Scotland manager Alex McLeish has vowed not to walk away from the challenge of trying to end his country’s 22-year absence from a major tournament.
The Scots got their qualification campaign for next summer’s EURO 2020 finals off to the worst possible start with an abysmal 3-0 defeat to lowly Kazakhstan in Nursultan on Thursday, and complete the double header away to San Marino tomorrow.
Although McLeish steered the Scots to victory in their Nations League section, which assures them of a place in the EURO 2020 play-offs, the former Aberdeen defender has failed to inspire during his second stint as national team boss.
McLeish has lost seven of the 11 matches he has taken charge of since returning to the post last February, with Thursday’s defeat proving the last straw for much of the Tartan Army.
When asked if he was tempted to quit, McLeish said: “No, not at all. This is in my genes. Listen, of course it’s hard. But I never feel I’m on a hiding to nothing or anything like that. I still feel it’s a fantastic challenge.
“If we can do it now and qualify from this set-back it will be the greatest ever. Right now everybody is telling me it’s the worst ever, but that’s what I have to believe, that we can turn it around.”
McLeish insists he understands the frustration of the Scots’ supporters, adding: “I’ve been a punter before as well. I’ve had a lot of anger but time’s a healer.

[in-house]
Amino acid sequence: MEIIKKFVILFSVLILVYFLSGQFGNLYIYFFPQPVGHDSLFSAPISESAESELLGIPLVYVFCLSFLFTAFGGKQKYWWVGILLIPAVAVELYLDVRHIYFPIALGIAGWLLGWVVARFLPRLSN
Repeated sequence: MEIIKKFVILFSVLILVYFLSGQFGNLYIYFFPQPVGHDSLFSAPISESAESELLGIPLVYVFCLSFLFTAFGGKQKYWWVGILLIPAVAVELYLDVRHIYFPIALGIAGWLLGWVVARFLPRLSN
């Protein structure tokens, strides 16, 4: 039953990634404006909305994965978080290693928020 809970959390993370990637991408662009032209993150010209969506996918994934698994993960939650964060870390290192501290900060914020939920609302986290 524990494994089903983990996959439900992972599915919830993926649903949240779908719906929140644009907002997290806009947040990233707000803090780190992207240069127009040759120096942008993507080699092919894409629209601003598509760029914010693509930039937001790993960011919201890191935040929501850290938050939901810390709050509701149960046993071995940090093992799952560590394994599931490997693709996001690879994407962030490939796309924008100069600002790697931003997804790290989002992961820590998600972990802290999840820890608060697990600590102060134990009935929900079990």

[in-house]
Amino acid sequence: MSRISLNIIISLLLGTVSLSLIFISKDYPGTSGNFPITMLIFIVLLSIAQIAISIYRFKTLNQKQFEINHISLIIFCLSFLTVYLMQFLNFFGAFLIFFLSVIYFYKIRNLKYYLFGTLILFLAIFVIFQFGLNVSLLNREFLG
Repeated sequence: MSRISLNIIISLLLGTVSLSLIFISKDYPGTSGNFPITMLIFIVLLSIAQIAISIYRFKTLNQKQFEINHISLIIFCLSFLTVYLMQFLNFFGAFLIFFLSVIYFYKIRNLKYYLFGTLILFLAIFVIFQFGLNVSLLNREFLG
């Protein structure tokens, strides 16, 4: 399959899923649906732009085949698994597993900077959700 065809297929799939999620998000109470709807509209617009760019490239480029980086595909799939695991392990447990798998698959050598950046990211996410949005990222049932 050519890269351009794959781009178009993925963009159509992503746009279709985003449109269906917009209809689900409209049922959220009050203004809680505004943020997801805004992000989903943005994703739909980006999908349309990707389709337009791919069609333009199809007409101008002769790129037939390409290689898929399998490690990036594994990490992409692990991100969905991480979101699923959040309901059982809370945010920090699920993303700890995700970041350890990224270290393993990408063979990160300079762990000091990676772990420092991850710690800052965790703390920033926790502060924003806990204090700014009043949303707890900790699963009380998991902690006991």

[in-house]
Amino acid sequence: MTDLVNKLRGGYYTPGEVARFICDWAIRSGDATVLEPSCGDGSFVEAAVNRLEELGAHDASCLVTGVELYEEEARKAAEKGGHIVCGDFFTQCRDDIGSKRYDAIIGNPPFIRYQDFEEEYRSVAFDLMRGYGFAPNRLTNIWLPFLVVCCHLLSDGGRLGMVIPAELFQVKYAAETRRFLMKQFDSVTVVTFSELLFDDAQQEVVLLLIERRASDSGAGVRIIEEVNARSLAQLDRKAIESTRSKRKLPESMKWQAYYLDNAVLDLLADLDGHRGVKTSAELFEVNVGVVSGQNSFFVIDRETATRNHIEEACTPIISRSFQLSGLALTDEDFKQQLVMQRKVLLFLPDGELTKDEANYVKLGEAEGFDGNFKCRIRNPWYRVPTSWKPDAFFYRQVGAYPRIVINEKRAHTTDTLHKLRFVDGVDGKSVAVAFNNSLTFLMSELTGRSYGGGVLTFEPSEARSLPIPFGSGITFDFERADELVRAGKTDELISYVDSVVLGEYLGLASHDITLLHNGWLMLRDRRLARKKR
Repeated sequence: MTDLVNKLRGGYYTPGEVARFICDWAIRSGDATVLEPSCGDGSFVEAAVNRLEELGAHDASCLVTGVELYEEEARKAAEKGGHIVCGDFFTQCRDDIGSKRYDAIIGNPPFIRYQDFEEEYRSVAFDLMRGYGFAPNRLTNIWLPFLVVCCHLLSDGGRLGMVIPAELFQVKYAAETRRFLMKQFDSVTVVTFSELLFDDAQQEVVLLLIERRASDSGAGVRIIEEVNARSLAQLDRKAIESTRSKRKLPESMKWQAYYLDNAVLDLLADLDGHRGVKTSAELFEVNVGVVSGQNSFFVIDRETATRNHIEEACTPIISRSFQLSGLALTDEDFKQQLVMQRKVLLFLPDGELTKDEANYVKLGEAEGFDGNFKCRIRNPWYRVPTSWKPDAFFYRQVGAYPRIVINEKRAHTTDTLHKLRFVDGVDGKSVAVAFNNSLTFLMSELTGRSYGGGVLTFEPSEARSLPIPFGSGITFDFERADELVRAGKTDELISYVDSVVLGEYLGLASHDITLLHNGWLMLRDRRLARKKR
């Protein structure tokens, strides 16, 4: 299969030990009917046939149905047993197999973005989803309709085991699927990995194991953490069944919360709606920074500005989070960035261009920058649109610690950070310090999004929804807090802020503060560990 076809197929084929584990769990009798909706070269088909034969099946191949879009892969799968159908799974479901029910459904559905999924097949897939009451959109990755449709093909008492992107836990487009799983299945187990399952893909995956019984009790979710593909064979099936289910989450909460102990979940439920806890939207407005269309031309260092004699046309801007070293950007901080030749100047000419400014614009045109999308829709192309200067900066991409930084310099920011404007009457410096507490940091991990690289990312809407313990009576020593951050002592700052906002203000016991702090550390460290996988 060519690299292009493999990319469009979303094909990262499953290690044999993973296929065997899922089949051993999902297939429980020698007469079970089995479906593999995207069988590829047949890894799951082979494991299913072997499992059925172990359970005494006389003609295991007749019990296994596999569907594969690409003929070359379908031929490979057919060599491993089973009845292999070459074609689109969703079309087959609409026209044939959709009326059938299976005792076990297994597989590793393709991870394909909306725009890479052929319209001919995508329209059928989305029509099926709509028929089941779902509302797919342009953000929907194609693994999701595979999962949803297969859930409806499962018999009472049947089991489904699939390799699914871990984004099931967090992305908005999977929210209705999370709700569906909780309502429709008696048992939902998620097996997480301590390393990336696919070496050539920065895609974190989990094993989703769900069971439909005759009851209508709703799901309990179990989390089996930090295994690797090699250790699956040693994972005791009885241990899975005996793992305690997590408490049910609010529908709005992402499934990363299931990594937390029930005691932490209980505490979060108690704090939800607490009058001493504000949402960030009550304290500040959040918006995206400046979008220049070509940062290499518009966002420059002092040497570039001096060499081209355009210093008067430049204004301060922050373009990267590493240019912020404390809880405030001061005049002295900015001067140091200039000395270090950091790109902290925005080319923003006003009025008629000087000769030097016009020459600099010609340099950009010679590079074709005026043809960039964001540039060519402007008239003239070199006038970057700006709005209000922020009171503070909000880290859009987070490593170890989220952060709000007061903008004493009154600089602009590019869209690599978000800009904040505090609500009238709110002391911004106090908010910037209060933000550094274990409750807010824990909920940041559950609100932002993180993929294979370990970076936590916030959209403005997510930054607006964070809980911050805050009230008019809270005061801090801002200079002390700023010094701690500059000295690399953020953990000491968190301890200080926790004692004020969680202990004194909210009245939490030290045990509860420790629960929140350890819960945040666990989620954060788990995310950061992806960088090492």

“I’d like the players to be remembered for having the spirit that never gives up, like the rugby guys. This is now a challenge for a lot of these guys who have suffered this defeat like I have.”
McLeish will now aim to lift his squad for tomorrow’s game against San Marino in Serravalle, with the 60-year-old hoping lessons will be learned from the collapse in Kazakhstan.
McLeish will be without Kieran Tierney who has returned to Scotland due to a pelvic problem, however he hopes to welcome back skipper Andy Robertson following a dental procedure.
McLeish added: “I think all the boys are honest enough to be able to look at the footage and stand up to be counted.
“I won’t single out any individuals but it’s good for them to see some of the bad things. We did an hour-long meeting after the Israel game – and you know it can be hard to sit the modern-day player down for ten minutes – but we had a really good open-air discussion.
“They then saw it right in the two next games. We obviously suffered quite a bit in terms of call-offs. Losing key players made it tougher because it’s probably not a time to be blooding new players.
“We don’t really want to be at that stage of our existence, especially when a competition is coming up. But we had no choice.
“It’s a very young squad when you look at the average age of the team. We have a lot of guys still trying to prove themselves as top players in their own leagues.
“So they have those goals as well as coming into the real furore of international football. Obviously that is another step, but their club form was good. We have to get on with it. We have to brush ourselves down and get ready for the next game.”